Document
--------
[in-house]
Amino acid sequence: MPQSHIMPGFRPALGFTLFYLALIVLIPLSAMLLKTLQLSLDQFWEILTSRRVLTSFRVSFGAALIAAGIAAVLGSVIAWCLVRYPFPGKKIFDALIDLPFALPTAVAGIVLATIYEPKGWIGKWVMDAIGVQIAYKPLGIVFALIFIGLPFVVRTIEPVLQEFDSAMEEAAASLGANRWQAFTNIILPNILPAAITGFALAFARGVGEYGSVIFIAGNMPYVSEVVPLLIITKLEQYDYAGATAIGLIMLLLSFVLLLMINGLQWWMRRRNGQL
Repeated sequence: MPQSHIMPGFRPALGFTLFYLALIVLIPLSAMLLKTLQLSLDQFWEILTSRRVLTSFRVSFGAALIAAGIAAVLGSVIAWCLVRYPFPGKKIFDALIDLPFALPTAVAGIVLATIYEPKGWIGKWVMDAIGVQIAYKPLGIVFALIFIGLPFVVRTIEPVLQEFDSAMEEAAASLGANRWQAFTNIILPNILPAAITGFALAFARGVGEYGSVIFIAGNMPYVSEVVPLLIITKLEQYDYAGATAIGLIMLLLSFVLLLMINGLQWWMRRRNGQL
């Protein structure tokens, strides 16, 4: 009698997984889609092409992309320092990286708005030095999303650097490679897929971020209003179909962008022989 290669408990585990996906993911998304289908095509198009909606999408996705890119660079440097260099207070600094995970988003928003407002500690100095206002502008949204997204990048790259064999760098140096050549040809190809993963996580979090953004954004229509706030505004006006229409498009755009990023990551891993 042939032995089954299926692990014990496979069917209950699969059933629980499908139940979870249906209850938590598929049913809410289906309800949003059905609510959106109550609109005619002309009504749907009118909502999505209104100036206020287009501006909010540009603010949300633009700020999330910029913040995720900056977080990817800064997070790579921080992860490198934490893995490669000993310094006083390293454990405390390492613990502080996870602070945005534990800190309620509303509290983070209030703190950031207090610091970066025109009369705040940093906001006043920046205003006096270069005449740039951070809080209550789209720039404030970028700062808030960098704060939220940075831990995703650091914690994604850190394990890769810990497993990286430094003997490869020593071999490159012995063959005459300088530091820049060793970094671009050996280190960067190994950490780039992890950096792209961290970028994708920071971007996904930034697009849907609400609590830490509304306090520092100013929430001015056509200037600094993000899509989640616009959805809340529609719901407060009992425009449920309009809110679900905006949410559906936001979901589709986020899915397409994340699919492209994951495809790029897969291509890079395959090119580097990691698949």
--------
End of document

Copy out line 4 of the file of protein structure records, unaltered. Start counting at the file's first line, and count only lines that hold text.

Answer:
């Protein structure tokens, strides 16, 4: 009698997984889609092409992309320092990286708005030095999303650097490679897929971020209003179909962008022989 290669408990585990996906993911998304289908095509198009909606999408996705890119660079440097260099207070600094995970988003928003407002500690100095206002502008949204997204990048790259064999760098140096050549040809190809993963996580979090953004954004229509706030505004006006229409498009755009990023990551891993 042939032995089954299926692990014990496979069917209950699969059933629980499908139940979870249906209850938590598929049913809410289906309800949003059905609510959106109550609109005619002309009504749907009118909502999505209104100036206020287009501006909010540009603010949300633009700020999330910029913040995720900056977080990817800064997070790579921080992860490198934490893995490669000993310094006083390293454990405390390492613990502080996870602070945005534990800190309620509303509290983070209030703190950031207090610091970066025109009369705040940093906001006043920046205003006096270069005449740039951070809080209550789209720039404030970028700062808030960098704060939220940075831990995703650091914690994604850190394990890769810990497993990286430094003997490869020593071999490159012995063959005459300088530091820049060793970094671009050996280190960067190994950490780039992890950096792209961290970028994708920071971007996904930034697009849907609400609590830490509304306090520092100013929430001015056509200037600094993000899509989640616009959805809340529609719901407060009992425009449920309009809110679900905006949410559906936001979901589709986020899915397409994340699919492209994951495809790029897969291509890079395959090119580097990691698949």